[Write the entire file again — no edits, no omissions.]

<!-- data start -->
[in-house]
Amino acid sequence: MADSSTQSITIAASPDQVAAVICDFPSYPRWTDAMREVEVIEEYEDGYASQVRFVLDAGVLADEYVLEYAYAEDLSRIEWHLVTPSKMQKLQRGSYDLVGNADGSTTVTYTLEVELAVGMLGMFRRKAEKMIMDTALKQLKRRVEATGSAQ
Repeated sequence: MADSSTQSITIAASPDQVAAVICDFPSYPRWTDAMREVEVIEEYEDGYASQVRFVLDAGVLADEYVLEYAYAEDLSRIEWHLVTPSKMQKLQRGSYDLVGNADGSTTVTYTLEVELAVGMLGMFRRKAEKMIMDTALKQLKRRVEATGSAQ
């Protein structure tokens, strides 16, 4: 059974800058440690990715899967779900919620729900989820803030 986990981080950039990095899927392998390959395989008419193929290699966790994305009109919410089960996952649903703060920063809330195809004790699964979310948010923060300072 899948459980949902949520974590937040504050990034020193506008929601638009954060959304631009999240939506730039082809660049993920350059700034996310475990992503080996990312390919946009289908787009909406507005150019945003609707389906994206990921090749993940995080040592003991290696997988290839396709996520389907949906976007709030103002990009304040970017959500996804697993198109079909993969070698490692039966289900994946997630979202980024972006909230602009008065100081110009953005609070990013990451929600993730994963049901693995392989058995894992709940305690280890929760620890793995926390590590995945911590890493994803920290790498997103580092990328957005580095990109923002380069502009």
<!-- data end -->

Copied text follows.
[in-house]
Amino acid sequence: MADSSTQSITIAASPDQVAAVICDFPSYPRWTDAMREVEVIEEYEDGYASQVRFVLDAGVLADEYVLEYAYAEDLSRIEWHLVTPSKMQKLQRGSYDLVGNADGSTTVTYTLEVELAVGMLGMFRRKAEKMIMDTALKQLKRRVEATGSAQ
Repeated sequence: MADSSTQSITIAASPDQVAAVICDFPSYPRWTDAMREVEVIEEYEDGYASQVRFVLDAGVLADEYVLEYAYAEDLSRIEWHLVTPSKMQKLQRGSYDLVGNADGSTTVTYTLEVELAVGMLGMFRRKAEKMIMDTALKQLKRRVEATGSAQ
């Protein structure tokens, strides 16, 4: 059974800058440690990715899967779900919620729900989820803030 986990981080950039990095899927392998390959395989008419193929290699966790994305009109919410089960996952649903703060920063809330195809004790699964979310948010923060300072 899948459980949902949520974590937040504050990034020193506008929601638009954060959304631009999240939506730039082809660049993920350059700034996310475990992503080996990312390919946009289908787009909406507005150019945003609707389906994206990921090749993940995080040592003991290696997988290839396709996520389907949906976007709030103002990009304040970017959500996804697993198109079909993969070698490692039966289900994946997630979202980024972006909230602009008065100081110009953005609070990013990451929600993730994963049901693995392989058995894992709940305690280890929760620890793995926390590590995945911590890493994803920290790498997103580092990328957005580095990109923002380069502009």